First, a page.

[00262] In case B^C* is a material interface, the NV field is (nx ,ny ) = (1,0) leaving only r"xx as a non-zero component. E. in the global coordinate system is obtained through Eq. (74).

4.3. The trapezoid

[00263] Figure 20 illustrates a rotated and shifted trapezoid with NV field and localcoordinate system.

[00264] For the trapezoid, the same line of reasoning can be followed. First, thecoordinates are translated over A giving

Figure NL2005521AD00554

(98)

[00265] and subsequently rotated over <p0 to give

Figure NL2005521AD00555

(99)

[00266] where

Figure NL2005521AD00561

(100)

[00267] In the local coordinate system

Figure NL2005521AD00562

(101)

[00268] This result can also be obtained by decomposing the trapezoid in two trianglesand adding Eq. (97) for both triangles. Also for the trapezoid the NV field is (nx , ny ) = (1,0) in case B'C" is a material interface, leaving only T" xx as a non-zerocomponent. ΓΤ in the global coordinate system is obtained through Eq. (74).

4.4. The circle segment

[00269] The circle segment is defined as a section from a circle with origin A, lowerradius endpoint B and section angle (ps.

[00270] Figure 21 illustrates rotated and shifted circle segment with NV field and localcoordinate system.

[00271] The NV component Γ";, can be computed along the same lines as for the fullellipse in Section 3.3. The main difference is that the angular integrals are nowevaluated from 0 to an arbitrary angle (ps. This has the effect that the angular integral over the odd terms in the Bessel summation <i>°j(k,0,<ps) Φ 0 . Also for the odd terms,the radial integral over the Bessel function has an analytical expression (see Appendix

Figure NL2005521AD00563

A) (102)

[00272] where the summation only applies to the case n > 1. Substitution of Eq, (102)in Eq. (84) gives

Figure NL2005521AD00571

(103) where Nh is the number of terms that is retained in the summation over the evenBessel functions and

Figure NL2005521AD00572

(104)

[00273] The primitive of J0 has been rewritten using ([2, p. 633])

Figure NL2005521AD00573

(105)

[00274] For r'xy and r' w , the NV components can be easily found by substituting the appropriate expressions for the angular integrals (see Appendix B).

5. Generation of normal-vector fields for more general shapes

[00275] For certain situations, e.g., cases with exotic scattering geometries or caseswhere multiple materials have connecting interfaces between each other, it may bedifficult to apply a meshing strategy that leads to a low number of meshing elementsand that exhibits rapid convergence in the spectral base of the electric field andelectric flux density. For such cases, a more general approach may be needed togenerate the Fourier coefficients of the field-material interaction operators. One suchapproach is to employ numerical quadrature to evaluate the integrals of the form (54).A quadrature rule then invokes the function values of the integrant at a number of points to arrive at an approximation of the desired integral. If we take a look at theintegrants under consideration, we notice that we need to evaluate the permittivity, theexponential function, and the Cartesian components of the normal-vector field at anarbitrary (x, y) point. This is trivial for the former two functions, but non-trivial forthe latter. Owing to the scaling introduced earlier on, the normal-vector field is onlyneeded in regions where (χεφ\. Further, we note that the Fourier coefficients for allFourier indices (mt, m2) can be obtained via the same quadrature rule and function evaluations, except that the exponential function is evaluated for all Fourier indices.Therefore, the main concern is to evaluate the normal-vector field at an arbitraryposition (assuming that αε ^ 1).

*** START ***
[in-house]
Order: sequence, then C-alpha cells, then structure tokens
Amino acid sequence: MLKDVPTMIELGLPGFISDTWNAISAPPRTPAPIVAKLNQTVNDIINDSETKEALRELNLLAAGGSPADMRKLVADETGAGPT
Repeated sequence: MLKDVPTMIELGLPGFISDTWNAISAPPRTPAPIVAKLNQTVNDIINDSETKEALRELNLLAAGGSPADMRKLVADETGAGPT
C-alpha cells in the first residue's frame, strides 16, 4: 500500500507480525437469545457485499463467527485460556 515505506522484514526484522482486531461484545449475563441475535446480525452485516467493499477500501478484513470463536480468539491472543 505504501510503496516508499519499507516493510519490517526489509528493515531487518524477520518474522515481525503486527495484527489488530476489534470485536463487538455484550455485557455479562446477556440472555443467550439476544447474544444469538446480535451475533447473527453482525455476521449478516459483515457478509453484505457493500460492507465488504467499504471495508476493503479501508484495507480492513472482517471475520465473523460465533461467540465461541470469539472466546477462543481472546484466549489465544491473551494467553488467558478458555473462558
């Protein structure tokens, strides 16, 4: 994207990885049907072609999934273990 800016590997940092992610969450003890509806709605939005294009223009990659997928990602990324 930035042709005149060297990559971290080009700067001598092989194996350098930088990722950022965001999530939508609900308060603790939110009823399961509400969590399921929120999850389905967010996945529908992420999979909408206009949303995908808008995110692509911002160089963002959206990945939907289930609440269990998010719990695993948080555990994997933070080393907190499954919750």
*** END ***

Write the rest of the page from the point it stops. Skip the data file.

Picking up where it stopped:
[00276] Several recipes to generate normal-vector fields have been discussed in [3,5].The first article discusses the generation of two-dimensional normal-vector fieldswithin the context of RCWA based on Schwarz-Christoffel conformal mappings orvia solving an electrostatic problem. The second article discusses the generation viathe inverse-distance interpolation algorithm, which is a particular example of a so-called scattered-data interpolation algorithm with radial basis functions. However,both articles teach generating the normal-vector field on a regular grid, without takinginto account the possibility that normal-vector field may only be needed locally.Further, regular grids may yield slow convergence for permittivity profiles that do notfit to this regular grid, i.e. for piecewise constant material properties with interfacesthat do not coincide with the regular mesh. Consequently, a very large number of gridpoints may be needed to reach a converged solution. These two observations makethese procedures extremely expensive in terms of CPU time.